Webinar: The 2020 Coleman Memorial Lecture--Worrying the Mask: The Politics of Authenticity and Contemporaneity in the Worlds of African Art

Please upgrade to a browser that supports HTML5 audio or install Flash.

Audio MP3 Download Podcast

Duration: 01:31:21


Transcript   * This might take a few seconds to load.

The "performance-lecture film" will be available for viewing 12pm PST on Friday, June 26 (see below). The Zoom Q&A with Zina Saro-Wiwa and ASC Director Professor Andrew Apter will be at 4pm PST on Monday, June 29.

Register HERE for the Zoom webinar Q&A session on Monday, June 29, at 4 pm, or visit https://ucla.zoom.us/webinar/register/WN_17YyyFulTD27IOHG0NsxUw  


To Submit your questions for the Q&A

After viewing the film, we encourage you to submit questions for the Q&A with Saro-Wiwa, and ASC Director Professor Andrew Apter. To submit questions, please fill out this FORM.     

 In this uniquely-curated Performance-Lecture-Film, artist Zina Saro-Wiwa navigates the moral, philosophical and cultural conundrums that arise from the very existence of contemporary traditional African art. A large part of Saro-Wiwa’s artistic practice explores the masquerade traditions of Ogoniland, her ancestral ethnic group from the Niger Delta. Yet Saro-Wiwa’s hybrid identity has forced her to consider how African masks live both in the West and in Africa and how these African art worlds impact one another. In “Worrying the Mask,” Saro-Wiwa challenges the call for the restitution of African art by privileging storytelling over geographical location. She exposes the desires and limitations of Ogoni storytelling to ask whether an object can represent a people at all. And she elucidates how contemporaneity informs the genre of “contemporary traditional African art,” suggesting that our attempts to understand and explain it may require a radical ontological shift.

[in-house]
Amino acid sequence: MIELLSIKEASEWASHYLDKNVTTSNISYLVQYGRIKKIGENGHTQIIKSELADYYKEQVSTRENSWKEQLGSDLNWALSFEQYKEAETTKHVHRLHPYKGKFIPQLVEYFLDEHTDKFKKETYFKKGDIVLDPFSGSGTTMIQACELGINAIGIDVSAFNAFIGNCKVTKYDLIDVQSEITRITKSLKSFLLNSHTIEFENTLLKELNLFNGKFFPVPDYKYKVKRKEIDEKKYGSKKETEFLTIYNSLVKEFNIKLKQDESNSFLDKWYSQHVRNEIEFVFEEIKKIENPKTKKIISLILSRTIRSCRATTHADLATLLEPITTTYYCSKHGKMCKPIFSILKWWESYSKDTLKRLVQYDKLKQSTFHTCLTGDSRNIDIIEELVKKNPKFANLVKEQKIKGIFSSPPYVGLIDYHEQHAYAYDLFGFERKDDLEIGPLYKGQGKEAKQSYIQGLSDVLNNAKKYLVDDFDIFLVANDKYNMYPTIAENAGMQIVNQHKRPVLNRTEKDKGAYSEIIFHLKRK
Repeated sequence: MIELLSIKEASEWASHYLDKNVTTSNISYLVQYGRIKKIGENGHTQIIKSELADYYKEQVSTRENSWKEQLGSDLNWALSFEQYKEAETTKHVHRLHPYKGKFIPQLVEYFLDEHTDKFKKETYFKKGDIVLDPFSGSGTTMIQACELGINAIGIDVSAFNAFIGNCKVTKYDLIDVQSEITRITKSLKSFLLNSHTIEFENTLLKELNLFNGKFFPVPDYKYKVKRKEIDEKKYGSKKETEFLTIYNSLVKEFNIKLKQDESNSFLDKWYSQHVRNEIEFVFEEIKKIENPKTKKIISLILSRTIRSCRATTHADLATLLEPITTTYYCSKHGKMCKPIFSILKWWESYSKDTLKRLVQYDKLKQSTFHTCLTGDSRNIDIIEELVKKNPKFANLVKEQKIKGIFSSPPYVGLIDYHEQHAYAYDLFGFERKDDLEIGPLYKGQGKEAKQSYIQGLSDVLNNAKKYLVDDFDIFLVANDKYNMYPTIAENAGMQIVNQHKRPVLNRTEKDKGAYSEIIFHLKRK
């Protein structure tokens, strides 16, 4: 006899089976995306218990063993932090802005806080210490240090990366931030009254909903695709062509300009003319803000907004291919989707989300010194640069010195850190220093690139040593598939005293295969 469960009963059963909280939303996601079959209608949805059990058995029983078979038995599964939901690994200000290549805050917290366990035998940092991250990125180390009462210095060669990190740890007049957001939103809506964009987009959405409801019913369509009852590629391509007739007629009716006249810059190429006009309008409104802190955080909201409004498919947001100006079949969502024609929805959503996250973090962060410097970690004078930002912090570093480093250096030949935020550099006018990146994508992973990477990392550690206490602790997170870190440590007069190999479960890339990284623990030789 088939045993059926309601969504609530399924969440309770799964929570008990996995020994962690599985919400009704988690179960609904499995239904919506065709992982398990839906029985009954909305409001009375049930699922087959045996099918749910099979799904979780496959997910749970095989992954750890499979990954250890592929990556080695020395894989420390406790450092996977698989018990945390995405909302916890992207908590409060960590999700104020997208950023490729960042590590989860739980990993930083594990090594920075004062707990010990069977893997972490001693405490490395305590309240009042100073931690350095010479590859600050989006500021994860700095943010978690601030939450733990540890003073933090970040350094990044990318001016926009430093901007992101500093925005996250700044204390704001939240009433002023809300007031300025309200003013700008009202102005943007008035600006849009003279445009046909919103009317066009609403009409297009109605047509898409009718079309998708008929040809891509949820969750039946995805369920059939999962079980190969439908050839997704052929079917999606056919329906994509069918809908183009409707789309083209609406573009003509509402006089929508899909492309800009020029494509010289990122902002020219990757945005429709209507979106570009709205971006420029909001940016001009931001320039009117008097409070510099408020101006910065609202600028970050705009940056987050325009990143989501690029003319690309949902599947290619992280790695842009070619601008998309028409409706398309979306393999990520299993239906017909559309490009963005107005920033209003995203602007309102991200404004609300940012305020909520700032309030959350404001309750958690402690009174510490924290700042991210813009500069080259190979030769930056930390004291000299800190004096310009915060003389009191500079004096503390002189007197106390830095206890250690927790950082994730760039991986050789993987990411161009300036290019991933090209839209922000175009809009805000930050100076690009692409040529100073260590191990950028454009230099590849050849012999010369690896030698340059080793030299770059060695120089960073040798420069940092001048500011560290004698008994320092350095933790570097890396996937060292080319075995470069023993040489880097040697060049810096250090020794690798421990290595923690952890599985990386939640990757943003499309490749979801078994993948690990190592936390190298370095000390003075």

More about the artist:

Zina Saro-Wiwa is an artist working primarily with video but also photography, sculpture, sound and food. She lives and works out of Los Angeles, California as well as running a practise in the Niger Delta region of Nigeria where she founded the contemporary art gallery Boys’ Quarters Space for which she regularly curates. Saro-Wiwa is one of Foreign Policy Magazine’s Global Thinkers of 2016, recognized for her work in the Niger Delta. She was Artist-in-Residence at Pratt Institute, Brooklyn 2016-2017 and in 2017 was awarded a Guggenheim Fellowship for Fine Arts.

About the James S. Coleman Memorial Lecture:

The Coleman Memorial Lecture is given in honor and memory of Professor James S. Coleman, the founder of the UCLA African Studies Center and a pioneer in the field of African Studies.



Published: Tuesday, June 9, 2020